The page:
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Shredonistic guitarmageddon. That’s a phrase that neatly sums up ‘Southern Native’, the first release by southern rock veterans Blackfoot in over two decades. Curiously, bandleader Rickey Medlocke doesn’t play a single note. He’s too busy with Lynyrd Skynyrd to commit to a full-blown Blackfoot reincarnation, it seems, so he opts for a cameo in their reboot. He’s confined himself to the role of producer, and recruited a new generation of Jacksonville natives to record under the Blackfoot banner. Is-it-still-the-same-ship questions aside, this explains why the album doesn’t sound quite so tired as certain other post-zenith releases by seventies guitar heavyweights. In fact, it’s as tight as leather chaps in a heatwave.

‘Southern Native’ is pretty much exactly what you’d expect from an old-name rock act given a fresh tank of gas. There’s enough soaring speed-solos and shameless guitar-noodling to give the avid air-guitarist a full-finger workout. The lyrics are big on whiskey, women, bikes and brotherhood, and even in this day and age drummer Matt Anastasi isn’t afraid to use a cowbell. It’s a slickly-produced safe bet, very much in the mould of Medlocke’s ‘God & Guns’ with Skynyrd in 2009.

But it doesn’t turn a dead eye to the last two decades of guitar music. You’ll find echoes of Rival Sons and Black Stone Cherry in the mix, especially in the more riff-based ‘Call Of A Hero’ and ‘Satisfied Man’. Even a little touch of the Chris Cornell in the chugtastic title track.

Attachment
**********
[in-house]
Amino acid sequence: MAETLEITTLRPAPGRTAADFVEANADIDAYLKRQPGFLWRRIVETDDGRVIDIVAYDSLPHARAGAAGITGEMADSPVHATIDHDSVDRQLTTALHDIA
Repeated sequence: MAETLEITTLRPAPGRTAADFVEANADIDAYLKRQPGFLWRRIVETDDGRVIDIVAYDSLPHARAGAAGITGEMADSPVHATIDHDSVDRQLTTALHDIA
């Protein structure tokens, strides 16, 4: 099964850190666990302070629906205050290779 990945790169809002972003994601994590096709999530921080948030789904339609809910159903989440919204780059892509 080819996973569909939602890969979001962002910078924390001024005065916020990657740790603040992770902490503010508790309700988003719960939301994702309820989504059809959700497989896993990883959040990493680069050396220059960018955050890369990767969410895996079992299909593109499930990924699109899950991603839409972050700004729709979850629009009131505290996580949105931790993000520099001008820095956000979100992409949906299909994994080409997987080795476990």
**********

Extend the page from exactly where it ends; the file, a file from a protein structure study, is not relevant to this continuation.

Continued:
The album has the token radio-friendly ballad, “Everyman”, which takes equally from Bon Jovi and The Allman Brothers to showcase Tim Rossi’s honey-whiskey vocals. There’s ‘Diablo Loves Guitar’, a flamenco instrumental for those fellas who prefer their shredding on nylon strings. Then there’s a surprise turned-up-to-eleven cover of Neil Young’s ‘Ohio’, complete with a not-so-subtle Skynyrd shout-out. It covers the full range of classic rock prerequisites like Medlocke is ticking off a checklist.

With Medlocke as their flame-passing mentor, the new boys of Blackfoot do a grand ol’ job of replicating the electric energy of their predecessors. It’s perfectly predictable, but a perfect fit for the Blackfoot legacy and a treat for any fan of the hard rock glory days. It’s music to drive fast to and battle post-apocalyptic cowboys with. So whilst Blackfoot aren’t technically ‘back’ they sure as hell are bad. In the bad-means-good outlaw rocker kinda way.

‘Southern Native’ is available now on Loud & Proud Records

This Blackfoot article was written by Matt George Lovett, a GIGsoup contributor

Blackfoot 'Southern Native' - ALBUM REVIEW

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